Smith v. State

Annotate this Case

352 A.2d 765 (1976)

Raymond SMITH, Defendant below, Appellant, v. STATE of Delaware, Plaintiff below, Appellee.

Supreme Court of Delaware.

Submitted October 17, 1975.

Decided February 12, 1976.

*766 Joseph A. Hurley, Sullivan, Hurley, Farnan & Falasca, Wilmington, for defendant below, appellant.

Eugene M. Hall, Deputy Atty. Gen., Wilmington, for plaintiff below, appellee.

Before HERRMANN, Chief Justice, DUFFY and McNEILLY, Justices.

HERRMANN, Chief Justice:

Defendant was convicted of felonious theft (11 Del.C. ยง 841). On appeal, he maintains his conviction was the product of an unnecessarily suggestive out-of-court show-up confrontation, and that a critical element of his offense was established in violation of the Best Evidence Rule.


While returning from lunch, Charles Gallagher, an employee of an appliance store, noticed a "very conspicuous" red customized Cadillac El Dorado parked in front of the store. He observed a black male, wearing "a multicolored shirt with a greenish background" and a white hat, carrying from the store, and putting into the Cadillac, a carton presumably containing an air conditioning unit.[1] Gallagher entered the store and noticed that an air conditioner was missing from the store's floor display. After verifying that no unit had been sold that day, he phoned the police. While Gallagher was on the phone, he and other employees noticed the same Cadillac parked in front of another store nearby. One employee, Warren Cosgrove, drove toward the car in his truck in an attempt to block its escape. When Cosgrove got out of his truck, he had to dodge in order to avoid being struck by the rapidly exiting Cadillac; nevertheless, he testified that he saw the face of the individual driving the car, as well as his distinctive attire. Another employee, Steven Rosiak, also approached the fleeing car and claimed to have had a good view of its driver.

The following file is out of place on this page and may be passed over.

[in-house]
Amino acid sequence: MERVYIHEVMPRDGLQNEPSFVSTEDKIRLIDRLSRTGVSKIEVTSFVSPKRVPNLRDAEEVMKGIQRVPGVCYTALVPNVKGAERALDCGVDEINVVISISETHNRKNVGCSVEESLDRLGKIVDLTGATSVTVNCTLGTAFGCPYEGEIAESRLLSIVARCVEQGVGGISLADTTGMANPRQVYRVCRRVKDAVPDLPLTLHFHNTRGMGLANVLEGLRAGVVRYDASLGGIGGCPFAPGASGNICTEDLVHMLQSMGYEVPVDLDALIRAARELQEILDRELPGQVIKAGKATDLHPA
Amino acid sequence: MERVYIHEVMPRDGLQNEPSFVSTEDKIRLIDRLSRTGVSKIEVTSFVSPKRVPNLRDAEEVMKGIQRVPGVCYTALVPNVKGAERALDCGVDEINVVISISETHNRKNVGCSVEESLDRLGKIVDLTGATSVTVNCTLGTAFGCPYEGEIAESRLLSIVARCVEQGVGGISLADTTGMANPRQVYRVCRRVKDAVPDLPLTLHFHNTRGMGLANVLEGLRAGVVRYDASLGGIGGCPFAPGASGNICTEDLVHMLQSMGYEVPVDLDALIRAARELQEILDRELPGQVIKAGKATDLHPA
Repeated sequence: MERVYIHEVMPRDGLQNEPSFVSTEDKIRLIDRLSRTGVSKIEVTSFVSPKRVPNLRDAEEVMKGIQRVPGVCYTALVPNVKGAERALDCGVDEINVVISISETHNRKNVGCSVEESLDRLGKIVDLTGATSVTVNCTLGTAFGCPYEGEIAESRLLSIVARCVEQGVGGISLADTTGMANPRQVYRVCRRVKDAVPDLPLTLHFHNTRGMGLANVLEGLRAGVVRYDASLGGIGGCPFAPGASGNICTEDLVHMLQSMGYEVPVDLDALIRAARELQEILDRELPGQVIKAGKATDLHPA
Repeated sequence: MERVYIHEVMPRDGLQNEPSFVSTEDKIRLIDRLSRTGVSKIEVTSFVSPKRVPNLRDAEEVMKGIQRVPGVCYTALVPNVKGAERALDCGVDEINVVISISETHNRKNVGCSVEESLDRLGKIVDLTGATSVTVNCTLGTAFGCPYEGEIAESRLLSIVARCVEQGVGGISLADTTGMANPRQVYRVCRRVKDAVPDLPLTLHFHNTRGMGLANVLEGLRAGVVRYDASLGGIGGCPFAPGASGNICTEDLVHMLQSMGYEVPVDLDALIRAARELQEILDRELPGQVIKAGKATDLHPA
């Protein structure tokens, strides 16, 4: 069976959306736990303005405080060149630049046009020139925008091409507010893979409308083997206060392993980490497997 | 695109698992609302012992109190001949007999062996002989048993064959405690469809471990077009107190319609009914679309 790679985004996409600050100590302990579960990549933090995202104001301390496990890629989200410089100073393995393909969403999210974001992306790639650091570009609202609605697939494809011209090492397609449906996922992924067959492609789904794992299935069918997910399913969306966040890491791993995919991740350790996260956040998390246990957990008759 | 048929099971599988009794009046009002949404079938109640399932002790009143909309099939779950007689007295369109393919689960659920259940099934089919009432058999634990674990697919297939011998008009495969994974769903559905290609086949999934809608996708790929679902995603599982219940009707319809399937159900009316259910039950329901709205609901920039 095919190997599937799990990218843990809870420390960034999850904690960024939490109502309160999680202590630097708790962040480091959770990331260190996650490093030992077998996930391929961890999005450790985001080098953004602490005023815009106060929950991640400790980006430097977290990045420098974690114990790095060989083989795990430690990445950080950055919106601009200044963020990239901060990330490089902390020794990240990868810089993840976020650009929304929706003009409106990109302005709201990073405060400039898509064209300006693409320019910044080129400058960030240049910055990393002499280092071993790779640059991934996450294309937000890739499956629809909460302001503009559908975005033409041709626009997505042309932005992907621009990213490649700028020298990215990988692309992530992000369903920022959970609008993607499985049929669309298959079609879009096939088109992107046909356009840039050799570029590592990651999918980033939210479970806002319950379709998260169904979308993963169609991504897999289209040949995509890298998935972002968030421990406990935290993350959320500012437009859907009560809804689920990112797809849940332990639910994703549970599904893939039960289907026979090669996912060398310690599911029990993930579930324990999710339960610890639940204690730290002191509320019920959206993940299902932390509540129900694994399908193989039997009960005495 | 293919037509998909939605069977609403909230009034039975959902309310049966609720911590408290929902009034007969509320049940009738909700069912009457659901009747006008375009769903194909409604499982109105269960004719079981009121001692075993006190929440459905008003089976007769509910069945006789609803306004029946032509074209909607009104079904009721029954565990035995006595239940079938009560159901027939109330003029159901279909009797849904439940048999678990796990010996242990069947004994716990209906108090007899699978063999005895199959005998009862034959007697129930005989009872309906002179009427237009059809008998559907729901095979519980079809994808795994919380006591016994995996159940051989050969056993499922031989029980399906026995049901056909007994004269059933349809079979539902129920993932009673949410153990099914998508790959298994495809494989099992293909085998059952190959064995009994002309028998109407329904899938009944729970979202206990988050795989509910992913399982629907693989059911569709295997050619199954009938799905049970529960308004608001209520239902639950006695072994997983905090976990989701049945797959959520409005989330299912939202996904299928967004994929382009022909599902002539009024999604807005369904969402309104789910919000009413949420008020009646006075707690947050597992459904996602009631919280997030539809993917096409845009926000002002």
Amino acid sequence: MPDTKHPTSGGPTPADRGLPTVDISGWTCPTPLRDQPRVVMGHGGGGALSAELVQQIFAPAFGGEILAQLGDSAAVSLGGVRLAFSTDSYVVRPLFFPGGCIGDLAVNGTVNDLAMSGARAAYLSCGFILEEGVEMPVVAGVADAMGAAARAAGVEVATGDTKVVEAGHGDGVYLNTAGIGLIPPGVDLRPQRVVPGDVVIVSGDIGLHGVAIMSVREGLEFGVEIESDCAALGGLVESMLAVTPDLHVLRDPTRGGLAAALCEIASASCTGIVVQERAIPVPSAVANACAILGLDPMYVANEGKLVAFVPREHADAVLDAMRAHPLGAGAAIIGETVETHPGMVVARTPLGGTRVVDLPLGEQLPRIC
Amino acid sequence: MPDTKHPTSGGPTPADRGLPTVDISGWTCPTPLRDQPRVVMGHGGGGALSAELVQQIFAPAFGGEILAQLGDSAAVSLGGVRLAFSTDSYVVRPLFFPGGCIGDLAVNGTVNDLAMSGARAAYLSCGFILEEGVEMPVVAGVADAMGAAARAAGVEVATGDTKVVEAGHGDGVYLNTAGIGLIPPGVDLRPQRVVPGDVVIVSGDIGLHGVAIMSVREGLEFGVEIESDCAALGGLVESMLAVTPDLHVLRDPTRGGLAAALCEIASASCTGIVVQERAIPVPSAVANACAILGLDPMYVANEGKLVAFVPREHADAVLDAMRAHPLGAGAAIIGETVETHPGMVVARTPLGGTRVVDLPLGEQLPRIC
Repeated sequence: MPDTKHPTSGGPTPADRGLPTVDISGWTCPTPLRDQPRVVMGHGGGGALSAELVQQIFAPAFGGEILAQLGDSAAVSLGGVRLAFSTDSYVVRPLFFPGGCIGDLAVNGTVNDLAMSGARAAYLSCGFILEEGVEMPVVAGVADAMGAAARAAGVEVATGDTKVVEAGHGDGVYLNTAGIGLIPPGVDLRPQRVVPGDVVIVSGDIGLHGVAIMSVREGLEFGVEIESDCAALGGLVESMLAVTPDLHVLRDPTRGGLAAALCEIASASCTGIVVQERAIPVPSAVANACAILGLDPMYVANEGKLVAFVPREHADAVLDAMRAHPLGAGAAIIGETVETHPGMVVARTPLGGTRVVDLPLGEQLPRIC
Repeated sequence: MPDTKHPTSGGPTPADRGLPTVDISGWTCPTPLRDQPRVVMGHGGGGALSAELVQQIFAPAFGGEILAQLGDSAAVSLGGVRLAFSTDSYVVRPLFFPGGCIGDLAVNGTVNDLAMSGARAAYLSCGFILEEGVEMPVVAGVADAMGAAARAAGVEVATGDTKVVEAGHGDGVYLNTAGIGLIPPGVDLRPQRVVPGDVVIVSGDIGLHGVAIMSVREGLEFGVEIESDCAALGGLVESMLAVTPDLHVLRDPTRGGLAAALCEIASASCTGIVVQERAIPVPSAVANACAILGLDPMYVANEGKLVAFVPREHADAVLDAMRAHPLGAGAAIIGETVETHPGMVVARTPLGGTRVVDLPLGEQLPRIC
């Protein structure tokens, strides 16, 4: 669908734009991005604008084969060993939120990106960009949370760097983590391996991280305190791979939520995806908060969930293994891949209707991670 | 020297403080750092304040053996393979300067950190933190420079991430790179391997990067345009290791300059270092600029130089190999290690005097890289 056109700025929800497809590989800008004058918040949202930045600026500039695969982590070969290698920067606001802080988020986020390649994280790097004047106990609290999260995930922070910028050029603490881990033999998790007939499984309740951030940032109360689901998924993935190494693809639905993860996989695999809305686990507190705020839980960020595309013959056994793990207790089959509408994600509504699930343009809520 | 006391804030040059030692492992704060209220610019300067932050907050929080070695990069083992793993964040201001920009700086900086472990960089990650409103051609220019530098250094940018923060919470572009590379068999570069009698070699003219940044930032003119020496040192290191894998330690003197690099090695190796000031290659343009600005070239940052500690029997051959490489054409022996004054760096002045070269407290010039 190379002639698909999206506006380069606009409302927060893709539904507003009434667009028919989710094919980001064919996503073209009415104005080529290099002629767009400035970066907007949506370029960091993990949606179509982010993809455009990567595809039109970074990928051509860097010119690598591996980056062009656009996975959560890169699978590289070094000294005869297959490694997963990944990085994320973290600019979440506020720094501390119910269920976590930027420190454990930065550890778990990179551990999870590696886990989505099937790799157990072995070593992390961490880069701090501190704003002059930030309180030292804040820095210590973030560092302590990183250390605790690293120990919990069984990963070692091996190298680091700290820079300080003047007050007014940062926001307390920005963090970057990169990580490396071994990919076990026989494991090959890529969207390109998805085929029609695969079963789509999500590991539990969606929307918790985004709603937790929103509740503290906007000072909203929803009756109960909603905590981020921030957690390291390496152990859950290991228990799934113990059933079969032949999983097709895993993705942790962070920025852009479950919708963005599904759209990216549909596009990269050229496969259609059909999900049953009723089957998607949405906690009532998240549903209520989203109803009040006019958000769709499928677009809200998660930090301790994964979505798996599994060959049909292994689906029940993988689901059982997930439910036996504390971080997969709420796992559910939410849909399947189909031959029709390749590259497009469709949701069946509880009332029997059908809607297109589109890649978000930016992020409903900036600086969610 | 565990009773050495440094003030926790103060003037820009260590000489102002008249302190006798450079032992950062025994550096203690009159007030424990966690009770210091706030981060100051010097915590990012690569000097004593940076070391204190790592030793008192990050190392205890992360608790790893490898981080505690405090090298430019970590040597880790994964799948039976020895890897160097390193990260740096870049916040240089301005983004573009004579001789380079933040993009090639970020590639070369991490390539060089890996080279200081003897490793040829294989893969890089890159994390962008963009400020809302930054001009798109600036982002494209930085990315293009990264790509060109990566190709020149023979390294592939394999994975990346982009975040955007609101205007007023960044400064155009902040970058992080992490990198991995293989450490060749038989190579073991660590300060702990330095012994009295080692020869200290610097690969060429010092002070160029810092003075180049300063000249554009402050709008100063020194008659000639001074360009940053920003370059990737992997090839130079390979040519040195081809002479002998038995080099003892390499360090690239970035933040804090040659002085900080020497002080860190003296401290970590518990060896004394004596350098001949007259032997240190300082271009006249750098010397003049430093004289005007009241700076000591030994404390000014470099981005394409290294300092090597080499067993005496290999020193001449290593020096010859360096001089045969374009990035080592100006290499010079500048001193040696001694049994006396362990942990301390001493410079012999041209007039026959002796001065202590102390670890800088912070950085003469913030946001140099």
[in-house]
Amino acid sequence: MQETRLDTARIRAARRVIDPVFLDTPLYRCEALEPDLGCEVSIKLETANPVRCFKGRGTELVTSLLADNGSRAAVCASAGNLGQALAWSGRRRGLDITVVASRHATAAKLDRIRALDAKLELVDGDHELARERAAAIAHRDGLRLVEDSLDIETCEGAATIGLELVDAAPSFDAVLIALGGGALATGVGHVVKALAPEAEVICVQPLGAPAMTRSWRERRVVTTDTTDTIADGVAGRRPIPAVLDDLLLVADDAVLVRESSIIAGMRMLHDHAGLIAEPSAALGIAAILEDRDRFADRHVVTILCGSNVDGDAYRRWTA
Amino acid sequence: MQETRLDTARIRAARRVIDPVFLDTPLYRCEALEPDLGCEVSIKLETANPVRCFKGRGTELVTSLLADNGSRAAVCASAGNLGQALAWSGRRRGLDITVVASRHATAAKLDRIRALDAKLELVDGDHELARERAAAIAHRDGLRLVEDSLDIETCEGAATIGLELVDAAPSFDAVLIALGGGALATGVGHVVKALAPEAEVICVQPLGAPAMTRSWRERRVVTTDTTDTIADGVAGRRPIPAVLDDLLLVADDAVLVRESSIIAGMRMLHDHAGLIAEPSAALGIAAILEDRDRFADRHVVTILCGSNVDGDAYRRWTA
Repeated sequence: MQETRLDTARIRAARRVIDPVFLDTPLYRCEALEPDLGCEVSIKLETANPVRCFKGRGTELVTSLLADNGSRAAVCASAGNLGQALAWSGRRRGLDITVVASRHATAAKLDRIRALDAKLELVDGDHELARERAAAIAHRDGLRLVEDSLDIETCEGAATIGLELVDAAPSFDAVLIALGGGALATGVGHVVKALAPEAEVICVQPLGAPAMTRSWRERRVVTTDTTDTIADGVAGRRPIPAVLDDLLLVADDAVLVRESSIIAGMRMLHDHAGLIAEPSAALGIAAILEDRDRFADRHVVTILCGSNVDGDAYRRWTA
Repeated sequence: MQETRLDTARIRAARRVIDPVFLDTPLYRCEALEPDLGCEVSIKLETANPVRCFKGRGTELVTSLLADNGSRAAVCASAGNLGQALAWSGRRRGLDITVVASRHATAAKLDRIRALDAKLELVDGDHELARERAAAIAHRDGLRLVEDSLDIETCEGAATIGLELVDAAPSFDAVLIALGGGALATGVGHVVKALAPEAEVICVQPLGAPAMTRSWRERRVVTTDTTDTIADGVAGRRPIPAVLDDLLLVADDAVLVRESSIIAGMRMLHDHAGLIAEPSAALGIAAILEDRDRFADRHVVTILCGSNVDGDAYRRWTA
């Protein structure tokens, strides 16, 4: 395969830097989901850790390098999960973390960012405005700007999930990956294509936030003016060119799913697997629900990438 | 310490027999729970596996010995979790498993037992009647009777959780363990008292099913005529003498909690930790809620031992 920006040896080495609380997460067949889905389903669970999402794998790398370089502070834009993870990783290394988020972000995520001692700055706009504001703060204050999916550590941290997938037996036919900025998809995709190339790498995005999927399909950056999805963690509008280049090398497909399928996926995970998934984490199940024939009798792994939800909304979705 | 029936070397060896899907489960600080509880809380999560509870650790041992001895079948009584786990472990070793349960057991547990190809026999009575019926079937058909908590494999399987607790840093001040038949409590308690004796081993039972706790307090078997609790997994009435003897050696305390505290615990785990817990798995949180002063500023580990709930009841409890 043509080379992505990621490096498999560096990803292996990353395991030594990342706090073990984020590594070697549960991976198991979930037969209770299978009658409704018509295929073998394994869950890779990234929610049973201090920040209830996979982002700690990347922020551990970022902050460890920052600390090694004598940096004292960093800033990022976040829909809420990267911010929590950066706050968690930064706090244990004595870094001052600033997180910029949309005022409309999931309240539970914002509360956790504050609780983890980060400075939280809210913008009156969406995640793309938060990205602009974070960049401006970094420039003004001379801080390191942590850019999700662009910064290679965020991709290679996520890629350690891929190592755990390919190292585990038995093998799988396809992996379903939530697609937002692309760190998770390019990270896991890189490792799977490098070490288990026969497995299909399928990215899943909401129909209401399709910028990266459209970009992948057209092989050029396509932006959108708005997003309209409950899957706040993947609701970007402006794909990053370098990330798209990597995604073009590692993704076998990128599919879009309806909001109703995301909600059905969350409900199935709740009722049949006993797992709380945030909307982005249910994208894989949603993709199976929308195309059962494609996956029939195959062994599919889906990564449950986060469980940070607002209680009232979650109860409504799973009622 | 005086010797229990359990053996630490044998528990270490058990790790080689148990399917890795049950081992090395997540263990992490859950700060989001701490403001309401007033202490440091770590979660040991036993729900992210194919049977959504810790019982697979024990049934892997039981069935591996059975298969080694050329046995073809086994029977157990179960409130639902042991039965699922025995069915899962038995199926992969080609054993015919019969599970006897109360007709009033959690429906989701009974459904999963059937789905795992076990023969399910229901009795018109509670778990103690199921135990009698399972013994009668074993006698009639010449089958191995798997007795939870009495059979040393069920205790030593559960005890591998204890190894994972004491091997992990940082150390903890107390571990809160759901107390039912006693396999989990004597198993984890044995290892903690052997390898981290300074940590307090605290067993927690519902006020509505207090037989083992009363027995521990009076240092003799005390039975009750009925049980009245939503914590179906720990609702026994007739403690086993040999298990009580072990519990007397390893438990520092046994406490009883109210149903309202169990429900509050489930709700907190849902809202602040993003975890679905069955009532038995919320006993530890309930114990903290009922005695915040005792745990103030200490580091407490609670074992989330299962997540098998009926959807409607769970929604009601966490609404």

Shortly afterwards, the police arrived. The defendant was apprehended about a mile from the scene. He was wearing a multicolored shirt with a green background and was at the wheel of the red Cadillac described by the store's employees.

Upon return to the scene, the arresting officer discussed with the three employees the description of the man they had seen previously. Then and there, the defendant was identified first by Gallagher as the man he had seen carrying the air conditioner carton from the store; and Cosgrove and Rosiak identified him as the driver of the Cadillac they had sought to detain. They made their identifications at the scene in the presence of each other, about 20-25 minutes after the offense.

At trial, all three witnesses testified concerning the out-of-court confrontation and identification, and each made a separate in-court identification.